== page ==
May 9, 2000
My name is Kathryn . I am 19 years old and I live in San Juan Capistrano, California. Four years ago, I was a straight "A" student and a junior varsity tennis player. Just a few months ago, I was living on the streets and physically sick from my drug use.
When I snorted heroin for the first time, I didn't know it was heroin. I thought it was speed. As soon as I snorted it, I knew something wasn't right. First I felt scared. But, then I let the feeling take over and I liked it.
Once I realized I liked it, I continued to use heroin and speed - even when I was in school. I'd use it before geometry class and even tennis practice. Sometimes the drugs would make me so sick that I'd throw up mid-game right on the tennis court. I was also using drugs in my car, at the beach, just blocks from my school, and virtually any place I went. My grades went down, I lost interest in sports, and I lost interest in my life.
My drug use progressed to a point where I had to steal for my drug money. I stole from my parents and I even pawned my grandmother's ring for $25. Eventually, I was living on the streets. My parents didn't know where I was living. I looked horrible and I felt horrible. My stomach felt the worst. The drugs affected my heart and my stomach so badly that I finally wanted to stop. By that time, I had been arrested several times for drug possession and the judge gave me the option of going to Phoenix House.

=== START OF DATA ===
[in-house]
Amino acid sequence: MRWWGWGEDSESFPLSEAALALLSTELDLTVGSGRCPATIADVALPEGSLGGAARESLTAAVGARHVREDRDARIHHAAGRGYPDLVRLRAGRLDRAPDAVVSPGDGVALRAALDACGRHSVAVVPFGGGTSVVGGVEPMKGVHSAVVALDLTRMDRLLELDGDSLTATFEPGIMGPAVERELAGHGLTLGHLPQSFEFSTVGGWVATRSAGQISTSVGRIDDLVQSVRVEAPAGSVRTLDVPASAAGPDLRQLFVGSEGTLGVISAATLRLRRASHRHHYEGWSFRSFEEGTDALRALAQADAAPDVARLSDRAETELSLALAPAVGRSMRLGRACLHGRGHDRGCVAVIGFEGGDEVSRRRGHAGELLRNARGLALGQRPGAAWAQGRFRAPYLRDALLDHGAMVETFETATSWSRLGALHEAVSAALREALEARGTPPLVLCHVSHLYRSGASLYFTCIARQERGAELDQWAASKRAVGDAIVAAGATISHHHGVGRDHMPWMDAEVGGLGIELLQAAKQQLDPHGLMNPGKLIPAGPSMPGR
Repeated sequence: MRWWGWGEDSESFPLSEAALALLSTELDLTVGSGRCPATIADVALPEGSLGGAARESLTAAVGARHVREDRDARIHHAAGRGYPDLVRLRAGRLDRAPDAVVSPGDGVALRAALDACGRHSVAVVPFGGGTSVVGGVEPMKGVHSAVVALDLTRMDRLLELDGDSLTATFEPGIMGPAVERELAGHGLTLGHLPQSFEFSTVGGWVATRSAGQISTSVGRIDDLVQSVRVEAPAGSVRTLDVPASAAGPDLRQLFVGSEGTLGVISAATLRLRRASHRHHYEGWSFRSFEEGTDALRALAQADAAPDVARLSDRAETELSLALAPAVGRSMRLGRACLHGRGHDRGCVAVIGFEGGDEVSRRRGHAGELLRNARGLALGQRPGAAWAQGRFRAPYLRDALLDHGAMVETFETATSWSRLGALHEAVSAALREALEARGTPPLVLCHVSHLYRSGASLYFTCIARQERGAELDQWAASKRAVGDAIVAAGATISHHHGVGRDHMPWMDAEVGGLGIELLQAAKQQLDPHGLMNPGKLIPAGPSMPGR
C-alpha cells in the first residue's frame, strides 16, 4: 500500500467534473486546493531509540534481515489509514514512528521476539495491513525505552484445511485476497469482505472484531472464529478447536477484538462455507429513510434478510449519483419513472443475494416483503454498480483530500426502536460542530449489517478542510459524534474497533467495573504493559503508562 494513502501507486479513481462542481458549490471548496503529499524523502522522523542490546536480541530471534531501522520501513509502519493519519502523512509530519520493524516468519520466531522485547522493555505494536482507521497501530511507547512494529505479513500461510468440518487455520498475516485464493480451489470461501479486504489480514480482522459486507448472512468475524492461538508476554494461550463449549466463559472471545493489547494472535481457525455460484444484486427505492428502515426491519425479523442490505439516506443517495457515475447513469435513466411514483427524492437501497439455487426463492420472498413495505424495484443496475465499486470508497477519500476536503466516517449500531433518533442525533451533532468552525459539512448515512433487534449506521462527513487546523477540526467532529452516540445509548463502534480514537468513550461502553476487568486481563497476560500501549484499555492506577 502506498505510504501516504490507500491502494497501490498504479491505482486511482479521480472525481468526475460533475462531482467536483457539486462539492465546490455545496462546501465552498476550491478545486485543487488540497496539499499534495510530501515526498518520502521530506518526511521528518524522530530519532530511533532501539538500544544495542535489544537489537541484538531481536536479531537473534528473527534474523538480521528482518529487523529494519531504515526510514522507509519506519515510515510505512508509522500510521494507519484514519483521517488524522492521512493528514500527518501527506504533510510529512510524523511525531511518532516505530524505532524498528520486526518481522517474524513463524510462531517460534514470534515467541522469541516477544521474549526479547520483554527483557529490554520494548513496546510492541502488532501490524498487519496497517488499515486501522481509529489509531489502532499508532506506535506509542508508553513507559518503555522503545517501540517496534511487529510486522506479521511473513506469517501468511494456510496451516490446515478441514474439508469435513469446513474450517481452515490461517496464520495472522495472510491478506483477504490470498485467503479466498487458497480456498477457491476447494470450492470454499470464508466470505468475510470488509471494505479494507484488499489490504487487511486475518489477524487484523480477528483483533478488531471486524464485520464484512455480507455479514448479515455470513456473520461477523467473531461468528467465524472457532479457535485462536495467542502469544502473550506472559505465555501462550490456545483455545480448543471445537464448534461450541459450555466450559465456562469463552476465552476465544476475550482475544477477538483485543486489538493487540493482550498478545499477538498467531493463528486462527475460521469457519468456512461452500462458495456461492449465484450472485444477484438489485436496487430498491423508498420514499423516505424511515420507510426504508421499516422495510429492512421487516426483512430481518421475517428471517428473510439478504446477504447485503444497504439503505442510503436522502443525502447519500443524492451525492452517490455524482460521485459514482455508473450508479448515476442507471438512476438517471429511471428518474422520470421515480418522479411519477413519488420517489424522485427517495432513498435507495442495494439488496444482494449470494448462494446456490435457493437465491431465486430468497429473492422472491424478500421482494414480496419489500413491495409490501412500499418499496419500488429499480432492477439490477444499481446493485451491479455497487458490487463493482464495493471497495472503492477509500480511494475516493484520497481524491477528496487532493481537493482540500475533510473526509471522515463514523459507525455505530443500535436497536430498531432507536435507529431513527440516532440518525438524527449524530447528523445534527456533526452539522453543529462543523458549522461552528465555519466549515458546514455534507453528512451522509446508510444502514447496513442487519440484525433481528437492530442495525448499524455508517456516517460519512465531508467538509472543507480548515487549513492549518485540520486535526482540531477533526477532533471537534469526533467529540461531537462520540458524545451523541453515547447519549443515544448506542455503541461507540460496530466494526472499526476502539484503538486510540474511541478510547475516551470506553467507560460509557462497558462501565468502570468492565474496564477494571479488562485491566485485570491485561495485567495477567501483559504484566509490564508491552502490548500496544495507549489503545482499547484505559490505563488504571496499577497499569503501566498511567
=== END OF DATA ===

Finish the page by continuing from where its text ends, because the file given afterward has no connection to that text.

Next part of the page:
Heroin and drugs in general affected my life in many ways, particularly my family life. I made life a nightmare for my family. My friends and family used "tough love" on me and told me straight out "this isn't you," "I can't talk to you any more," and "stay away." Even my dad, who had always been my best friend, had to tell me goodbye. When I saw him on Christmas day, he couldn't kiss me or even look at me.
Phoenix House taught me a lot. For instance, it's o.k. to mess up sometimes, but you should be prepared to pay the consequences. Drugs are the road I took to denial, destruction and self-abuse. I used the numbing of drugs to deal with pain and life's problems.
The only advice I'd give to other people is to seek help. You are not alone. Millions of people in this world feel pain and despair at some point in their life. When you need to cope with that pain, you can't do it alone. It's o.k. to say "I need help". It's the first step to recovery and a healthy life. Thank you.